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If you are a published (or an almost published) author, you must have a professional-looking website where readers can find out more about you and your books. Take a look at mine: www.jillwilliamson.com. It’s far from the best author website out there, but it’s free. And free is good. I made the whole thing with a WordPress blog. It was easy to do and there were a number of website templates to choose from. If and when I can afford to pay someone to make me an amazing website, I will. Until then, I have a site that I can update myself and is easy to use. Here are some tips to consider:

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Arches headshot CANHi all, 

Tracy (T.L.) Higley here, posting another marketing lesson I’ve learned from my years in online retail sales. As I mentioned last month, I’m currently in the midst of an experimental year, applying principles from my retail business to the marketing of my fiction. If you’ve missed earlier posts, and would like a better explanation of my background and what these posts are about, please see Principles #1 and #2 here.

So, on to Principle #3…  Repeated contact drives sales.

In building our online retail business (you can see our product lines here if you’re interested), I have found over the years that our most valuable asset has been our email list of customers. Last month we talked about the importance of building a list of readers, and ideas for doing that. But once you’ve got a list, now what?

Repeated contact, with benefits and value always offered.

For our retail craft sites, we send out weekly emails with coupons, sales, and discounts.  Is a weekly email too much for an author to send to his/her list? Probably. But I’ll bet your readers would enjoy email from you more often than you’re sending it.  We started out sending monthly emails to our retail customers, then increased to twice per month, and finally weekly.  As we did this, we saw no increase in the amount of opt-outs (unsubscribes), and only an increase in sales.  How often are you contacting your list?  When they get an email from you, do they say “Who?” 

You’re probably thinking, “it’s hard enough to keep writing my books. Now I have to write emails, too?” But you might be surprised at how little time it can take to reach out to readers. Sign up for a service that sends out bulk emails (like Constant Contact), and take the time to modify one of their templates for your own use. You can use it again and again, simply plugging in a new message and graphics. Use it to announce contests and new releases, to give snippets of reviews, to let readers in on the writing process. Depending on your “brand” you may want to get more personal – offering news and information about your life.  I use my newsletter to talk about the travel I do while researching my historical novels. Brainstorm for a few minutes about what you might offer, then spread it out over the course of a year. The key is repeated contact!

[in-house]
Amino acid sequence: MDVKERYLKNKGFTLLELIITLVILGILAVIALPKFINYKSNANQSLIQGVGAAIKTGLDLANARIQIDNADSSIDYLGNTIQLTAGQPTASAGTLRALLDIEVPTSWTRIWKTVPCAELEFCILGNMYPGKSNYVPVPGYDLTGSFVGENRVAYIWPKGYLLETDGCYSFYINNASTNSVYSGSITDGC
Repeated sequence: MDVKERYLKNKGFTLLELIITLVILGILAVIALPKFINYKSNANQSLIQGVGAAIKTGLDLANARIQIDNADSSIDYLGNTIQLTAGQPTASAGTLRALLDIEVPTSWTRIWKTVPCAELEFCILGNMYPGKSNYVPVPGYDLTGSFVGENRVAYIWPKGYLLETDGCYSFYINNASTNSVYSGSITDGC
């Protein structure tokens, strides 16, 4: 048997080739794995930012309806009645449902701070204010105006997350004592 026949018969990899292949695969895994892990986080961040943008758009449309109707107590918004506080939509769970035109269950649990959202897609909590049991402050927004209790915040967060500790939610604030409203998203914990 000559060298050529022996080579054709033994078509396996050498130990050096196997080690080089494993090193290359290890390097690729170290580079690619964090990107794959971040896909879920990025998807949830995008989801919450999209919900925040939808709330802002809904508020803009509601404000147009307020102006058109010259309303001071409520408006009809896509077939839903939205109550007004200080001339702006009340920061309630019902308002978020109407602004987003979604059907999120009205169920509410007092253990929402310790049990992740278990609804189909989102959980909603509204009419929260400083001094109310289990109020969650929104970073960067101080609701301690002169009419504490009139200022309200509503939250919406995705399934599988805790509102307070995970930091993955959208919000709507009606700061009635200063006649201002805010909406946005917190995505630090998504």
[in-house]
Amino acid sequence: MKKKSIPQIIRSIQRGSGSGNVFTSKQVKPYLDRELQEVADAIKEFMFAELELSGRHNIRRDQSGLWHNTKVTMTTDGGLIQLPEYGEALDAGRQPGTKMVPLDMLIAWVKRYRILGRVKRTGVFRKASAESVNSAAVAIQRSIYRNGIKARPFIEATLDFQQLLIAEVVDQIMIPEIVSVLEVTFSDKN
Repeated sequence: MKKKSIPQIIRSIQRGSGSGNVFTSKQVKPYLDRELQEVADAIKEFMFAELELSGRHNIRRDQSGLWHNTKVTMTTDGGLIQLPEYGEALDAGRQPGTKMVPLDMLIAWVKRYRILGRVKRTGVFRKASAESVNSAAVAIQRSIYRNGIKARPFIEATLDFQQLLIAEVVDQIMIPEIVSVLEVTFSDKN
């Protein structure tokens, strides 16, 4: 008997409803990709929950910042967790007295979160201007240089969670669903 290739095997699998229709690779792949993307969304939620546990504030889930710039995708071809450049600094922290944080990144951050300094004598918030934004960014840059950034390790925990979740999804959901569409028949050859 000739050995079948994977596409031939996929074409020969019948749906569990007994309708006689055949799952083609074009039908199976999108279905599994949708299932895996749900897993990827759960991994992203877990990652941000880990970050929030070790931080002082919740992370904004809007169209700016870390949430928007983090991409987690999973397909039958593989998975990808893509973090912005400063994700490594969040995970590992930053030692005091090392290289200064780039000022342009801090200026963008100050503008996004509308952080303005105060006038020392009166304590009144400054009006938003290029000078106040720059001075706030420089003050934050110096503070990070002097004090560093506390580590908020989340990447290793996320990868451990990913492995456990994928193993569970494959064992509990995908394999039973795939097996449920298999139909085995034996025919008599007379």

Now, I’ve said that Principle #3 is that “Repeated contact drives sales.”  So how does a newsletter result in sales?  Here again, I’ll refer to my personal retail experience. Besides the craft supply sites I run, I also have another site, Signed by the Author.com, where readers can order autographed copies of their favorite author’s books. The traffic to this site comes primarily from the participating authors’ own sites. They have links on their sites that say “buy a signed copy here” and refer their readers to us.  But I can tell you this – I always know when an author has put out a newsletter. We see a surge in the sale of that author’s books that week. And those are only the sales we see. It’s likely that readers are ordering elsewhere, too.  Will you sell a thousand books every time you put out a newsletter? No. But if there is a spike in sales, there is a spike in interest, right? Repeated contact works, slow and steady, over time. You become a familiar name in that readers’ life, and when you have a new release to promote, they are much more likely to purchase it and spread the word.

If you’re already sending out newsletters, I’d encourage you to think about increasing the frequency. This is what I’m planning for this year, and I’ll let you know how it goes. One interesting statistic I can report on right now: our retail craft site emails average an open rate (the number of people who open the email from us) of 16%, which isn’t bad.  But my newsletter to readers averages an open rate of 53%!  Readers like to get email from authors.

If you’re not already sending out emails to readers, search out some of your favorite authors and get on their mailing lists. Their newsletters may inspire you with creative ideas of your own.

I’d love for us to share ideas about items to include in our contact with readers!

Coming up next month… using Social Marketing for repeated contact 

 

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